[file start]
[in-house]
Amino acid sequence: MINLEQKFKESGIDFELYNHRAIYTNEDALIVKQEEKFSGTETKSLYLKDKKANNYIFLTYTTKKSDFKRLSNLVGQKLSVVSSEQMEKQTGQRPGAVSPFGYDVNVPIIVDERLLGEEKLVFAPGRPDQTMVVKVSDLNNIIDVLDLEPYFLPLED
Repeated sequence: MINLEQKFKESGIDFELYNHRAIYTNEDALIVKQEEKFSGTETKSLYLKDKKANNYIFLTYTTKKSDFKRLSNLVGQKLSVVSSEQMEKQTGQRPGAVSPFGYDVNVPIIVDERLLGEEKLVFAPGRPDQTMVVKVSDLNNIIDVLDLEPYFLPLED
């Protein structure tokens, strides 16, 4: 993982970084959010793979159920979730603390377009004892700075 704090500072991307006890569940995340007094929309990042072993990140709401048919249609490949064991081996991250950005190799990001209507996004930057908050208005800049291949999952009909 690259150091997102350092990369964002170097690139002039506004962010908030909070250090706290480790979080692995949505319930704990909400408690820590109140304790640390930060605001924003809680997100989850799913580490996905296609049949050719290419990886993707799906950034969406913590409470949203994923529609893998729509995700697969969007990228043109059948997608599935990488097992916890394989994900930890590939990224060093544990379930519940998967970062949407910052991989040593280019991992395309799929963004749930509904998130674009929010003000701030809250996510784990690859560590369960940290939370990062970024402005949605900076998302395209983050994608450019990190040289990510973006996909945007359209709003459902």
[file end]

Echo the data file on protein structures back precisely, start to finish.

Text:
[in-house]
Amino acid sequence: MINLEQKFKESGIDFELYNHRAIYTNEDALIVKQEEKFSGTETKSLYLKDKKANNYIFLTYTTKKSDFKRLSNLVGQKLSVVSSEQMEKQTGQRPGAVSPFGYDVNVPIIVDERLLGEEKLVFAPGRPDQTMVVKVSDLNNIIDVLDLEPYFLPLED
Repeated sequence: MINLEQKFKESGIDFELYNHRAIYTNEDALIVKQEEKFSGTETKSLYLKDKKANNYIFLTYTTKKSDFKRLSNLVGQKLSVVSSEQMEKQTGQRPGAVSPFGYDVNVPIIVDERLLGEEKLVFAPGRPDQTMVVKVSDLNNIIDVLDLEPYFLPLED
């Protein structure tokens, strides 16, 4: 993982970084959010793979159920979730603390377009004892700075 704090500072991307006890569940995340007094929309990042072993990140709401048919249609490949064991081996991250950005190799990001209507996004930057908050208005800049291949999952009909 690259150091997102350092990369964002170097690139002039506004962010908030909070250090706290480790979080692995949505319930704990909400408690820590109140304790640390930060605001924003809680997100989850799913580490996905296609049949050719290419990886993707799906950034969406913590409470949203994923529609893998729509995700697969969007990228043109059948997608599935990488097992916890394989994900930890590939990224060093544990379930519940998967970062949407910052991989040593280019991992395309799929963004749930509904998130674009929010003000701030809250996510784990690859560590369960940290939370990062970024402005949605900076998302395209983050994608450019990190040289990510973006996909945007359209709003459902």